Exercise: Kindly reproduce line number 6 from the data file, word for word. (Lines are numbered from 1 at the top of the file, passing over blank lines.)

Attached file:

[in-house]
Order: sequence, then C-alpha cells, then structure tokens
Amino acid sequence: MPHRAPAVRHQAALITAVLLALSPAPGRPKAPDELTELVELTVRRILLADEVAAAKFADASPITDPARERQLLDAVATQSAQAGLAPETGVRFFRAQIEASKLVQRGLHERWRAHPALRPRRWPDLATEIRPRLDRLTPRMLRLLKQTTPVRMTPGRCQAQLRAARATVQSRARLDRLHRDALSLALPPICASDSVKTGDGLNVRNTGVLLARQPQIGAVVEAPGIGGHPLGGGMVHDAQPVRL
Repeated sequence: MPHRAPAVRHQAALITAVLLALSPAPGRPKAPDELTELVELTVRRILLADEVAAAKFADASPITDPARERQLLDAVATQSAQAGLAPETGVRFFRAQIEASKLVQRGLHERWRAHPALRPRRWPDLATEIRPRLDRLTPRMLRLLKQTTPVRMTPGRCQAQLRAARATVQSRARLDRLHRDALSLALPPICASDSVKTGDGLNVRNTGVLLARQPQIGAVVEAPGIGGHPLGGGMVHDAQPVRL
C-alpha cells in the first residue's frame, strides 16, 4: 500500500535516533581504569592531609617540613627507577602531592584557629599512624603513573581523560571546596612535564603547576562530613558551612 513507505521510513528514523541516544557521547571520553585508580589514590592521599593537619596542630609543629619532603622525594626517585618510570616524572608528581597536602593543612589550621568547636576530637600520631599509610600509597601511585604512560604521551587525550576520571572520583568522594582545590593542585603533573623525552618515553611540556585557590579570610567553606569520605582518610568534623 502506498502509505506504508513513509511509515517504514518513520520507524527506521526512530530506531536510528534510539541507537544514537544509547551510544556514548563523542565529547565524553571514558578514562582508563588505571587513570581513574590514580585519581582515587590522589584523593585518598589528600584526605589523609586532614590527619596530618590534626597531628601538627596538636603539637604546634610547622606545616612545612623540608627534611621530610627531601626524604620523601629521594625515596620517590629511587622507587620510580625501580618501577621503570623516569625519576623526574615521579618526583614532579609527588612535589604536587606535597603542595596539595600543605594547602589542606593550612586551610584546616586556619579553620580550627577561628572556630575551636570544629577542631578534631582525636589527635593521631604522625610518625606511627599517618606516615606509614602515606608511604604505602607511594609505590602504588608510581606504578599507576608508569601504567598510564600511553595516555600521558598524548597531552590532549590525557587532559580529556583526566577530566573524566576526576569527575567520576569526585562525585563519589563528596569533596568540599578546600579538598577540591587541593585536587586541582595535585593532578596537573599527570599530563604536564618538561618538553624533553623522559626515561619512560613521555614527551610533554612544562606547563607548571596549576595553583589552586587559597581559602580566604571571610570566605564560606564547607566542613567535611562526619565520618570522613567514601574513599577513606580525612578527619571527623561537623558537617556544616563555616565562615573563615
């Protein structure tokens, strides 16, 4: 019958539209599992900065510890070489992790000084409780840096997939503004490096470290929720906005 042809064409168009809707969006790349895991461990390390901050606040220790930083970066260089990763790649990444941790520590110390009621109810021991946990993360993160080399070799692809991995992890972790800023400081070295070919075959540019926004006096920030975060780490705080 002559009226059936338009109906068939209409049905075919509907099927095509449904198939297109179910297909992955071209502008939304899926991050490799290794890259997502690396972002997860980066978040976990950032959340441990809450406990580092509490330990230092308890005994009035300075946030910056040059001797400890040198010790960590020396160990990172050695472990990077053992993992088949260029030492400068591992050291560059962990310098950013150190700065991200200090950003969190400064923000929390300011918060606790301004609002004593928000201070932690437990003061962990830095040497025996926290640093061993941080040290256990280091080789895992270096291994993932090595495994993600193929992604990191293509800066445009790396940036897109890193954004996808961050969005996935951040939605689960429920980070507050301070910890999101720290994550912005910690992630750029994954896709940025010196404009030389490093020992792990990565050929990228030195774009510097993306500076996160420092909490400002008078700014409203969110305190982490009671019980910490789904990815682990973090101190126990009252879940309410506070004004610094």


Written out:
């Protein structure tokens, strides 16, 4: 019958539209599992900065510890070489992790000084409780840096997939503004490096470290929720906005 042809064409168009809707969006790349895991461990390390901050606040220790930083970066260089990763790649990444941790520590110390009621109810021991946990993360993160080399070799692809991995992890972790800023400081070295070919075959540019926004006096920030975060780490705080 002559009226059936338009109906068939209409049905075919509907099927095509449904198939297109179910297909992955071209502008939304899926991050490799290794890259997502690396972002997860980066978040976990950032959340441990809450406990580092509490330990230092308890005994009035300075946030910056040059001797400890040198010790960590020396160990990172050695472990990077053992993992088949260029030492400068591992050291560059962990310098950013150190700065991200200090950003969190400064923000929390300011918060606790301004609002004593928000201070932690437990003061962990830095040497025996926290640093061993941080040290256990280091080789895992270096291994993932090595495994993600193929992604990191293509800066445009790396940036897109890193954004996808961050969005996935951040939605689960429920980070507050301070910890999101720290994550912005910690992630750029994954896709940025010196404009030389490093020992792990990565050929990228030195774009510097993306500076996160420092909490400002008078700014409203969110305190982490009671019980910490789904990815682990973090101190126990009252879940309410506070004004610094």